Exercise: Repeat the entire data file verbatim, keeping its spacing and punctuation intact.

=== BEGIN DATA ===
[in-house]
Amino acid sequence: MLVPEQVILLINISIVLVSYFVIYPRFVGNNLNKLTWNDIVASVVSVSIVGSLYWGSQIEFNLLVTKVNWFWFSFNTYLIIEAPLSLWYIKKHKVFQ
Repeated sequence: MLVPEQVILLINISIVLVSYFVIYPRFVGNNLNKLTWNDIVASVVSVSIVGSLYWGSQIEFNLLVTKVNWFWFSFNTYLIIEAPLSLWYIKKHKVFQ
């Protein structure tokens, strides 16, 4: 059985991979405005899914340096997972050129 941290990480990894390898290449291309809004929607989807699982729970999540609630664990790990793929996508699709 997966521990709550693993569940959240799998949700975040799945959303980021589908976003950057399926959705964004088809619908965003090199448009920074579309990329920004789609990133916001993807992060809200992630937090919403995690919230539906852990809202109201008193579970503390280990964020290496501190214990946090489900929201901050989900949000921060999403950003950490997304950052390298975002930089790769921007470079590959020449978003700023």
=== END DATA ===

[in-house]
Amino acid sequence: MLVPEQVILLINISIVLVSYFVIYPRFVGNNLNKLTWNDIVASVVSVSIVGSLYWGSQIEFNLLVTKVNWFWFSFNTYLIIEAPLSLWYIKKHKVFQ
Repeated sequence: MLVPEQVILLINISIVLVSYFVIYPRFVGNNLNKLTWNDIVASVVSVSIVGSLYWGSQIEFNLLVTKVNWFWFSFNTYLIIEAPLSLWYIKKHKVFQ
């Protein structure tokens, strides 16, 4: 059985991979405005899914340096997972050129 941290990480990894390898290449291309809004929607989807699982729970999540609630664990790990793929996508699709 997966521990709550693993569940959240799998949700975040799945959303980021589908976003950057399926959705964004088809619908965003090199448009920074579309990329920004789609990133916001993807992060809200992630937090919403995690919230539906852990809202109201008193579970503390280990964020290496501190214990946090489900929201901050989900949000921060999403950003950490997304950052390298975002930089790769921007470079590959020449978003700023």